Sure, most of us who grew up with the Atari 2600 realized that arcade ports weren't going to be perfect. Back then, arcade machines were much more technologically advanced than home consoles. Expecting a game such as Asteroids to be a flawless translation on the 2600 just wasn't realistic. Still, Atari cranked out some excellent versions of arcade favorites. While titles like Space Invaders, Missile Command and Asteroids didn't play the same or look as good on the 2600 as their counterparts at the arcade, they were still a lot of fun. The 2600 versions were at least close enough to the arcade favorites to keep people happy.
The same was not true with this miserable impostor of a game that came shipped with a Pac-Man label on it. From what I understand, one Tod Frye is the programmer responsible for that travesty, and he was given six weeks by Atari to cobble together a Pac-Man title. Strangely, the man reportedly received close to $1 million for this awful game, and that's just evidence that the folks at charge at Atari in 1981 were going insane.
Perhaps they weren't going insane. Perhaps they just figured the public would rush out and buy any game that was held out by Atari to be an official port of a wildly popular video game. After all, Atari had the official license from Namco-America to produce this thing, so maybe company officials thought that would be enough to convince people to buy it. Perhaps blaming Frye for this mess is unfair because he wasn't given much time to come up with a decent game.
Whatever the reason for this abomination, Pac-Man is truly horrible and is one of the worst games in the Atari 2600 catalog. This version is so different from the arcade classic that it doesn't deserve to be called Pac-Man at all. The whimsical music at the first of the game is replaced with some horrible mess that sounds rather like a police siren in Europe. The rest of the sound effects resemble a series of tired bleeps and bloops and an annoying "bonk, bonk, bonk" as the sick-looking little Pac-Man munches dots. The ghosts are not different at all -- they're all the same color and have no individual attributes. And, you want to talk about screen flicker? The ghosts flicker horribly and in a manner that will drive you nuts. The graphics and sound, in short, are enough to make one cringe.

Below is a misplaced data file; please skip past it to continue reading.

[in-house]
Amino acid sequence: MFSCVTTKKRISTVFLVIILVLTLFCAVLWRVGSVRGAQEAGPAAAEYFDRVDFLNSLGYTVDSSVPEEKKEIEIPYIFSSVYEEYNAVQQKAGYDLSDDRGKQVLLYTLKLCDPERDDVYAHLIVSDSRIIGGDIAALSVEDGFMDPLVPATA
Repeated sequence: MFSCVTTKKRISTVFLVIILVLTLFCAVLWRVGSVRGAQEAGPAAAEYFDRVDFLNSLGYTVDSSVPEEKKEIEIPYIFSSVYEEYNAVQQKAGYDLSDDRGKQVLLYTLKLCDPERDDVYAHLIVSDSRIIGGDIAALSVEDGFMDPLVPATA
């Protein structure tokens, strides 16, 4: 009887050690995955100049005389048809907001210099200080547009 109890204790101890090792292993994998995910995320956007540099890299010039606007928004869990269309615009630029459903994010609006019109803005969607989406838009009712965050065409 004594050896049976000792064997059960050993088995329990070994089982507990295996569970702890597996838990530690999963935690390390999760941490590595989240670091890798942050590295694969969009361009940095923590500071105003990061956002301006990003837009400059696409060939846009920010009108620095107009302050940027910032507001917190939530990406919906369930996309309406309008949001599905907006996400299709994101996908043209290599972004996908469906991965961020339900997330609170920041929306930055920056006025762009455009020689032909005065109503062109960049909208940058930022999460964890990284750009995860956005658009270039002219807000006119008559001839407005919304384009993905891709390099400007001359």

The words that come to mind in describing the graphics are "big" and "blocky." Everything is very, very squared-off and bulky, including Pac-Man (a character that's supposed to resemble a pizza with a slice missing when its mouth is open). And, the various fruits which danced around the screen and could be eaten for points are missing in this game, too. Instead, the player gets some immobile block that shows up on the screen from time to time.
As for gameplay, that's different, too. While it was possible to develop a little finesse when guiding Pac-Man through various mazes at the arcade, the impostor Pac-Man in the 2600 game handles in a rather sluggish manner, and requires some very deliberate and forceful pushes on the joystick to steer. And, those old strategies at the arcade don't work here, either. Remember how one could always tell where ghosts were heading in the arcade game? That's right -- the pupils in their eyes would point the way they were going to move. That doesn't work in this version as the ghosts have no eyes. In fact, the little details that were so charming in the arcade version are completely gone. The music and cute cartoons that showed during intermissions between levels are missing. Indeed, this is a very bland port. Atari should have been ashamed of themselves for unleashing this stinker on an unsuspecting public.
I've heard some folks defend this game by claiming that people were expecting too much in this port because of the technical limitations of the 2600. That's complete nonsense. Think about it. Pac-Man is a wonderfully simple game. The idea is to guide Pac-Man through a maze while eating dots and avoiding ghosts. If Pac-Man ingests a power pill, he can eat the ghosts and rack up some points. A new level starts when all the dots and power pills have been eaten by Pac-Man. That's simplicity in itself, and the Atari 2600 was a very good system when it came to simple, addictive games.
Besides, compare this miserable thing to Ms. Pac-Man, on which Atari put together a fantastic game. The sounds in that one are better, the screen flicker is greatly reduced and the ghosts are different colors and have some individual attributes. All of the things that made Ms. Pac-Man so great on the 2600 should have been included in Pac-Man. There was no excuse for rushing this half-baked version of Pac-Man out on the market.
To sum it up, this title is for die-hard collectors only who feel they need it to complete their library of games. There's not just a lot of fun to be had from this awful offering, in fact. If you're looking for a good version of
Pac-Man, go with Ms. Pac-Man and leave this game alone. It'll just frustrate you.